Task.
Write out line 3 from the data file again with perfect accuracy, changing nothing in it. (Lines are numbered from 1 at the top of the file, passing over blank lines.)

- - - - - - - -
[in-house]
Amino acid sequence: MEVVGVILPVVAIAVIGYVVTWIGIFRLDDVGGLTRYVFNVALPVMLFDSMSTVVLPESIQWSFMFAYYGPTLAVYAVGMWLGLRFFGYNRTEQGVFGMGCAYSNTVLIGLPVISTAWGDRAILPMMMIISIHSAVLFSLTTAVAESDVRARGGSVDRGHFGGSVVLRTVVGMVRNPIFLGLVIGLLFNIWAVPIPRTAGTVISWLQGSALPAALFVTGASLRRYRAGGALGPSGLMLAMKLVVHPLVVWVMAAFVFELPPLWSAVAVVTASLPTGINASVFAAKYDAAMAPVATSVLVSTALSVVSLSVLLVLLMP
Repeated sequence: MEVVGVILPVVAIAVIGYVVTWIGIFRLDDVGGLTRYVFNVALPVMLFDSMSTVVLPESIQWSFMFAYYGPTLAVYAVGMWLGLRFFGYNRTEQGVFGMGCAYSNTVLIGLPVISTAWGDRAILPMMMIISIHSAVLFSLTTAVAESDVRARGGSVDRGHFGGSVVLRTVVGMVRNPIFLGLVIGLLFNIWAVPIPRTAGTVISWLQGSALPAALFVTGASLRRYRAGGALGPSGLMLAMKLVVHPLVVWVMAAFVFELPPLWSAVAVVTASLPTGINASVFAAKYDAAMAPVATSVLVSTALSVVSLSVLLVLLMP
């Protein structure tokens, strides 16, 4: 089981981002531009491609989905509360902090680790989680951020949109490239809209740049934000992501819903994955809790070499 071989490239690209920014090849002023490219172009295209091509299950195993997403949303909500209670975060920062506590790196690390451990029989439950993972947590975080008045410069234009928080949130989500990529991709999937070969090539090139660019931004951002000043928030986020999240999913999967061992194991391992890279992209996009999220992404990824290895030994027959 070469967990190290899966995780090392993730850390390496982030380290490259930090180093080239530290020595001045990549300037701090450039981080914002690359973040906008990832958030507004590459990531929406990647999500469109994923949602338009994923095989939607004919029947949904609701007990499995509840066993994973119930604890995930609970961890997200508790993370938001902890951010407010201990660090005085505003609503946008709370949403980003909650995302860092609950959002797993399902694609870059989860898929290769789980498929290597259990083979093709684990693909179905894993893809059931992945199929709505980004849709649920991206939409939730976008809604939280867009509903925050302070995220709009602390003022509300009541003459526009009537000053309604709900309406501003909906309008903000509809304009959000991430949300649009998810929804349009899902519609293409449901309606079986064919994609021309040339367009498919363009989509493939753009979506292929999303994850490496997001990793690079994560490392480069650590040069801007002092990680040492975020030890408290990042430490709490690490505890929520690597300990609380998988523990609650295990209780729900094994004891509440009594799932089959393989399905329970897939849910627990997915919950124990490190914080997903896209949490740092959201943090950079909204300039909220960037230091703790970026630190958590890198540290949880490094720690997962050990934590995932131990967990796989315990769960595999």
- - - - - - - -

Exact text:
Repeated sequence: MEVVGVILPVVAIAVIGYVVTWIGIFRLDDVGGLTRYVFNVALPVMLFDSMSTVVLPESIQWSFMFAYYGPTLAVYAVGMWLGLRFFGYNRTEQGVFGMGCAYSNTVLIGLPVISTAWGDRAILPMMMIISIHSAVLFSLTTAVAESDVRARGGSVDRGHFGGSVVLRTVVGMVRNPIFLGLVIGLLFNIWAVPIPRTAGTVISWLQGSALPAALFVTGASLRRYRAGGALGPSGLMLAMKLVVHPLVVWVMAAFVFELPPLWSAVAVVTASLPTGINASVFAAKYDAAMAPVATSVLVSTALSVVSLSVLLVLLMP